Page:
4. Excellent stuff, Matt, I can relate to your sentiments. I’ll certainly have another listen to that great ABC radio doco about Fitzroy’s demise.
    Phil, I largely agree with your thoughts re Roys fans who follow Brisbane. The only time I have any interest in the new Lions is when they wear the old FFC jumper, which happens less and less these days.
    Yoshi, the AFL wanted Port Adelaide in the competition and had determined the “magic number” (of teams) to be 16, hence in their (deranged) minds the Roys had to go.

  5. Great article Matt, your conclusions on the merger concur with what I encountered when I wrote a feature for Inside Sport 5 years ago. Some of the stories Bill Atherton (secretary of FFC representing the Melbourne based fans since the merger) told me were extremely damning of the AFL. The attitude of Michael Bowers (former CEO of the Bris Lions) also reinforced what a farcical pretence the supposed merger is to this day.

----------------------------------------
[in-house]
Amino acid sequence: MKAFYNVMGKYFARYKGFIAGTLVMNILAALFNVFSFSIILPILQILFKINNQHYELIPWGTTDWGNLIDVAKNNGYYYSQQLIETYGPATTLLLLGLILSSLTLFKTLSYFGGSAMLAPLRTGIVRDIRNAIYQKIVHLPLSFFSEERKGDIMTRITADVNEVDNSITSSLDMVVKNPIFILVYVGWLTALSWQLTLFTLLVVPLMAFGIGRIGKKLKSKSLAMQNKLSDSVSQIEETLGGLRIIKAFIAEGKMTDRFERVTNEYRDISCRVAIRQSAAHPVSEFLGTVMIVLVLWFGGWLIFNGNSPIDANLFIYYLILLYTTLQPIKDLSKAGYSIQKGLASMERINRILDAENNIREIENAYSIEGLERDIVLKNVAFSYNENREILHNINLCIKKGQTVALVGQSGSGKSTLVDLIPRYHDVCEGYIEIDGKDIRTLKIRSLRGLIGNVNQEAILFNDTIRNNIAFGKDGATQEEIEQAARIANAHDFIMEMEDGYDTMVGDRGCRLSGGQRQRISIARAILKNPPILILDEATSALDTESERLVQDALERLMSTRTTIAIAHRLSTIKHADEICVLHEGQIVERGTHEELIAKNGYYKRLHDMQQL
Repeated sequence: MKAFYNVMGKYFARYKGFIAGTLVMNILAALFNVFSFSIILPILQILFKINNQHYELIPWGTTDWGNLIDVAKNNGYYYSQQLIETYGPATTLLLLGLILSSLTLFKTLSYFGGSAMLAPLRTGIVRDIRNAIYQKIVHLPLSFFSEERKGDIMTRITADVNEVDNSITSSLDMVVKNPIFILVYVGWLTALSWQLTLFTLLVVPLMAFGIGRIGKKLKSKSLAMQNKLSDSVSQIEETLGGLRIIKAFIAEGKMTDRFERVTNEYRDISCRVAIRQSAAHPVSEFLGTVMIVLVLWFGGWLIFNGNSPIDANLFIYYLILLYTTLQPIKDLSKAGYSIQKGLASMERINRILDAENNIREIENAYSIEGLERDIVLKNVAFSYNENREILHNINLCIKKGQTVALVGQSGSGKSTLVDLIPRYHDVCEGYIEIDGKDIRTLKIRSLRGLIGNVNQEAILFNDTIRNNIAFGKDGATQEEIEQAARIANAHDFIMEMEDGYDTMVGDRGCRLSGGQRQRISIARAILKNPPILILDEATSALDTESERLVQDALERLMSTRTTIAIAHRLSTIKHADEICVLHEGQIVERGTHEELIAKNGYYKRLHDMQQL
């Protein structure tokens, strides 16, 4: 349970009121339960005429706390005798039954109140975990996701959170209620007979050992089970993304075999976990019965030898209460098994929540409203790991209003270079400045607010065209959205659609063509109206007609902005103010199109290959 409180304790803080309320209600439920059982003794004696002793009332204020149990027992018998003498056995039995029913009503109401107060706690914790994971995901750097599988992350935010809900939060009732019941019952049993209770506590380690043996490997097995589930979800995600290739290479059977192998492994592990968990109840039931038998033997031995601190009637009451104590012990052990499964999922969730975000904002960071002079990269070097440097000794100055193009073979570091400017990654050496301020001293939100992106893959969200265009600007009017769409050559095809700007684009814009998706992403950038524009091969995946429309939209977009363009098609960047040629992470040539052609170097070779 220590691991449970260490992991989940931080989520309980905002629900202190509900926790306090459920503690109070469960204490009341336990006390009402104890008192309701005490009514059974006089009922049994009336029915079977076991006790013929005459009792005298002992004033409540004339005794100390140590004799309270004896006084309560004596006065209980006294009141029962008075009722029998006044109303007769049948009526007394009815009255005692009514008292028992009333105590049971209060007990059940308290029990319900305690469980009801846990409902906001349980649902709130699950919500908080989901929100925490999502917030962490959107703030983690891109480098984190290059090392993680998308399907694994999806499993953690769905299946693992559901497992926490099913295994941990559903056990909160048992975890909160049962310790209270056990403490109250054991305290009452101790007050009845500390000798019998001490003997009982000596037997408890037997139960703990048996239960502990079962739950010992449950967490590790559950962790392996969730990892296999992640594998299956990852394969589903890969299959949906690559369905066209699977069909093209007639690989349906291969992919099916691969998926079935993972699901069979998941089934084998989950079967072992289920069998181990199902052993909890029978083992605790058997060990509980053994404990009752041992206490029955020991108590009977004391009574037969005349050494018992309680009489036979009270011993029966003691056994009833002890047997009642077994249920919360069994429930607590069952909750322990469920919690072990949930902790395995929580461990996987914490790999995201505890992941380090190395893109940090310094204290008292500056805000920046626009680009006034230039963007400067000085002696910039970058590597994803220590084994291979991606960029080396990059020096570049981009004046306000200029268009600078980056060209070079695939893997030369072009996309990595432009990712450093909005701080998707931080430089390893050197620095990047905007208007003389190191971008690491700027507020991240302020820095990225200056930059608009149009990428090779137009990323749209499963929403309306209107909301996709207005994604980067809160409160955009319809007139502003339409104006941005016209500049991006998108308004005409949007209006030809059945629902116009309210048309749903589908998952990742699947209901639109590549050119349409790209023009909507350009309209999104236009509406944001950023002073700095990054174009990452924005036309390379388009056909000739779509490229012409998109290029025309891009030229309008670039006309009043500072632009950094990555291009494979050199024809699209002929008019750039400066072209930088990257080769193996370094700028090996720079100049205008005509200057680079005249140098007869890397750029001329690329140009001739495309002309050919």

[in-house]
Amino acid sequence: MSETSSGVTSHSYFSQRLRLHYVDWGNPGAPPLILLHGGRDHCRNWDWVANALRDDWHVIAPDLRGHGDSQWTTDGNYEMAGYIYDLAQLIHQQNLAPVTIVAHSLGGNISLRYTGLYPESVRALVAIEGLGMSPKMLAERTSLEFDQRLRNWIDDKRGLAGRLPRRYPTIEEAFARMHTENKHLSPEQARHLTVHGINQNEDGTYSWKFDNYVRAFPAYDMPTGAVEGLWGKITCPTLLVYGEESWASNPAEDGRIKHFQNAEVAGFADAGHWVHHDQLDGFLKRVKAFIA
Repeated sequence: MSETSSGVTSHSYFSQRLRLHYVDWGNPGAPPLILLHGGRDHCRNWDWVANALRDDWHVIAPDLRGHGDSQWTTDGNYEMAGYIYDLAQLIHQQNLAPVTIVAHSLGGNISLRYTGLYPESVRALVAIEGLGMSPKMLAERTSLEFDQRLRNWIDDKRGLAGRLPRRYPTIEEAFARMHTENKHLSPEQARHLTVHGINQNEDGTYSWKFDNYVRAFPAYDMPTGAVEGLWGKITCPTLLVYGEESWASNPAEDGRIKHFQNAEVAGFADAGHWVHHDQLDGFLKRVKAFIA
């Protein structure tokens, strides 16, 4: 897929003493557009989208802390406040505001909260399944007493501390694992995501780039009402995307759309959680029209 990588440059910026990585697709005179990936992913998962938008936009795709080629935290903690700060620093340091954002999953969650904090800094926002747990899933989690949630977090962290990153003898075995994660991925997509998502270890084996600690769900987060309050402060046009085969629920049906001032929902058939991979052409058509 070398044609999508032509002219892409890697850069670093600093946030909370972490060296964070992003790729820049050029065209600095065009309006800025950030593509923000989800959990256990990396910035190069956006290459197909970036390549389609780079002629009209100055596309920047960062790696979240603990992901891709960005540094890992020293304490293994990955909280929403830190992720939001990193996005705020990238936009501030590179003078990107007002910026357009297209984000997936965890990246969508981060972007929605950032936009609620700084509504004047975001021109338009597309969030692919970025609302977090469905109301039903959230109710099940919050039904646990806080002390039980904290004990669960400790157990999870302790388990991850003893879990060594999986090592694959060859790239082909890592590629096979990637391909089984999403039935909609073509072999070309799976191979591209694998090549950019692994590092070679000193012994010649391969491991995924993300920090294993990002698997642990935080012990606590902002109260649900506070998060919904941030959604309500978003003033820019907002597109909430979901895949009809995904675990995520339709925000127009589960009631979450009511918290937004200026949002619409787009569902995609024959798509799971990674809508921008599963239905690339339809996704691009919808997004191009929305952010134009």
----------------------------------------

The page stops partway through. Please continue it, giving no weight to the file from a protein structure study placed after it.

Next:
They only treated Kevin Murray like royalty to get his undying support – the Brions needed at least one of the icons on board. Others like Bernie Quinlan ‘wouldn’t piss on them’.

    Also, in my last year of my sports mgt degree I did some voluntary work for the newly established Melbourne base of the Bris Lions that was located at the Albion Charles Hotel. They could not give two shits about the Fitzroy fans when all was said and done. It was a marriage of convenience.

    It was also interesting that Bill Atherton was a realist in that he acknowledged FFC stuffed up in not accepting several prior opportunities that may have seen the club survive and thrive in Melbourne with their dignity and culture intact. The VFL, let alone the AFL, had long passed them by – as he said, for decades they were at VFA suburban club level trying to compete in a professional competition.